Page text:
I'm coding a game - part 7

In this installment I used the transition function to have multiple levels in my game. That may not seem like a lot, but there was quite a bit of code involved. I also redesigned the layout of the level because I came up with a concept. So much to cover, let’s get started!
 
Redesigning the Layout:
 
First step was to change the layout of the stage. When I first thought of this game, I knew I wanted a side scroller type of game. The original dimensions of the game were 2048 x 1080:
Not too bad but then I thought to myself, “Go big, or go home!
 
So I doubled the width, yet again. This game is really starting to take on a life of it’s own.
The roof tops are swarmed with multiple AN3000 droids!! RUN FOR YOUR LIFE!!!
 
Then I duplicated the level so all the settings stayed the same. then altered the landscape, and POOF I have level 2! This is when a concept formed in my brain. Have the game take place on top of post apocalyptic sky scrappers! I know, I know, the genre is played out, but I don’t care! The brick texture I designed for the tiling now won’t seem out of place. After I finished the levels, it was on to code an object for transitions.
 
 
The Code for Transitions:
 
There was a lot of new code and concepts so I’ll try to keep it as concise as I possibly can. I created an object and named it, oTransistion. Next, I wrote some code in that object under the Create event:

The new concept or command I used was called the enum command. An enum is used to assign words to numbers. This can be very useful in programming. Instead of always using a ‘0’ to represent when I want something to be off, now I can just use OFF in the code. ENUMs are a better choice than variables if the program calls for a constant, not a variable. Next I wrote some code in the step event:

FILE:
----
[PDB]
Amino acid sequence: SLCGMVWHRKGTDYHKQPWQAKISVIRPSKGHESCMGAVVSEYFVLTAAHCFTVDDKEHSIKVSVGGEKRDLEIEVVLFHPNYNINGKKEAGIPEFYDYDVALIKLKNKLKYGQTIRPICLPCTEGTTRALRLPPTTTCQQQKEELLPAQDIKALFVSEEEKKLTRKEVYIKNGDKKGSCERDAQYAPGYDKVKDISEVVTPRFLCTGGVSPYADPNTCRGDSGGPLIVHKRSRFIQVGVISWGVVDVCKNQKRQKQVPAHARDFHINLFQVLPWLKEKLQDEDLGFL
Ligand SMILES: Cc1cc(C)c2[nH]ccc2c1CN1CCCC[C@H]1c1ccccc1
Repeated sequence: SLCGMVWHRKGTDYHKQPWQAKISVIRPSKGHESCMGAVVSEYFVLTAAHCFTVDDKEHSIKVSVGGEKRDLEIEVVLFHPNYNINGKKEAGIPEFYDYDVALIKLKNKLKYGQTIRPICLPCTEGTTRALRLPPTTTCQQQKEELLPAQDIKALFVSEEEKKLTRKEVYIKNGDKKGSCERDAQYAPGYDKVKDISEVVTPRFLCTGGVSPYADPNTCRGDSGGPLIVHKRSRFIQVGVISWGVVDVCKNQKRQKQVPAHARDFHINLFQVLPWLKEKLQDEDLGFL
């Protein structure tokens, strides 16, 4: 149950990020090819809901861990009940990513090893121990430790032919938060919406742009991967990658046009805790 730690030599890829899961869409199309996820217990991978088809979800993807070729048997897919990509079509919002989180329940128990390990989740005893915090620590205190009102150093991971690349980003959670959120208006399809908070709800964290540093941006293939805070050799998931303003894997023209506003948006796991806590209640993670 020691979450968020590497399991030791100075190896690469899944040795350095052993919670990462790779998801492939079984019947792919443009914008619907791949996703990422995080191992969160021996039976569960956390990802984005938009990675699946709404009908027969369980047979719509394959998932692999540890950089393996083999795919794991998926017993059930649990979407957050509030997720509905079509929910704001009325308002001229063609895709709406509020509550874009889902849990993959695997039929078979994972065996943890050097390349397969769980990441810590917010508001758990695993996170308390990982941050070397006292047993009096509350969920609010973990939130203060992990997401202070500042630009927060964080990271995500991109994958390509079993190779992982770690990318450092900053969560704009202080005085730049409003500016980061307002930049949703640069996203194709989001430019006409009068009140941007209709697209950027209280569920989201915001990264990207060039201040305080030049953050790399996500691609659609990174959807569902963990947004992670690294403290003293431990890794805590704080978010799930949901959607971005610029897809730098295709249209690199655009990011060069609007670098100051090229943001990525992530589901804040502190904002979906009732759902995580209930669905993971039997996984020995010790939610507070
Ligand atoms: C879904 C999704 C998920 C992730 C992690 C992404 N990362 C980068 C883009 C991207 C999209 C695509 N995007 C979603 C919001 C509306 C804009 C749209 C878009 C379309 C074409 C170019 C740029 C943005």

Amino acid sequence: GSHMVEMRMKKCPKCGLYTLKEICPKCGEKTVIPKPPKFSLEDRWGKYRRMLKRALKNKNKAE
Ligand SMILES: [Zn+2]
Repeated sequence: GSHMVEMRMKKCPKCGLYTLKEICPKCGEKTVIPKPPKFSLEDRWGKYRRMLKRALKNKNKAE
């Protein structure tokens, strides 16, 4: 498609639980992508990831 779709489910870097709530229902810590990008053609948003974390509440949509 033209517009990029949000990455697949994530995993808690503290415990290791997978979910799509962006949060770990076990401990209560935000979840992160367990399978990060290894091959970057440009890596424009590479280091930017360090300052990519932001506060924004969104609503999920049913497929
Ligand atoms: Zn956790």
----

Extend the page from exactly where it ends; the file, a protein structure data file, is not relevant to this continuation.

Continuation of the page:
This bit of code features the switch command. The switch command is a useful command if the program has a routine that needs to switch from one variable to a different one. Now if you recall, I used the enum to define some constants so the switch will bounce from enum to enum. For instance, If the switch is set to INTRO and an event triggers the switch, then the mode will be switched to OFF. Depending on what the mode is set at, a certain routine will happen when the triggering event occurs.
 
Confused?

This was me staring at the code for a good hour.

It does make sense, try to think of it as a routine, broken down into subroutines. After my brain unlocked from thinking too hard it was time to add a script.

A script is code that exists outside of an object that can be called upon by any object. This script analyzes the mode, and when it is higher than ‘1’ sets the target variable to ‘1’. One last step and we’re done! Last I created an object that the main character had to touch to trigger all these lines of code!

I created a sprite and made it a blue box and wrote these lines under the collision event. When the main character collides with this object, these lines of code will process. I then placed the object onto the level. Eventually I’ll make the box clear so the player won’t see anything, but I need to see something as I’m creating the levels.
 
I discovered a neat little feature at this step. When an object is placed onto the scene it becomes an instance. That individual instance can then be assigned code specific only to that instance, not the object. So rather than creating an object for each new level, I created a generic object, then modified the instance when I used it.
 
I have to say, I really enjoy the way this thing is turning out. I can’t wait to complete the shell of the game, so I can start to modify it and make a ton of levels, power ups, and guns. This is so COOL! until next time!
 
Take it easy, but take it.
 
NickelNDime OUT!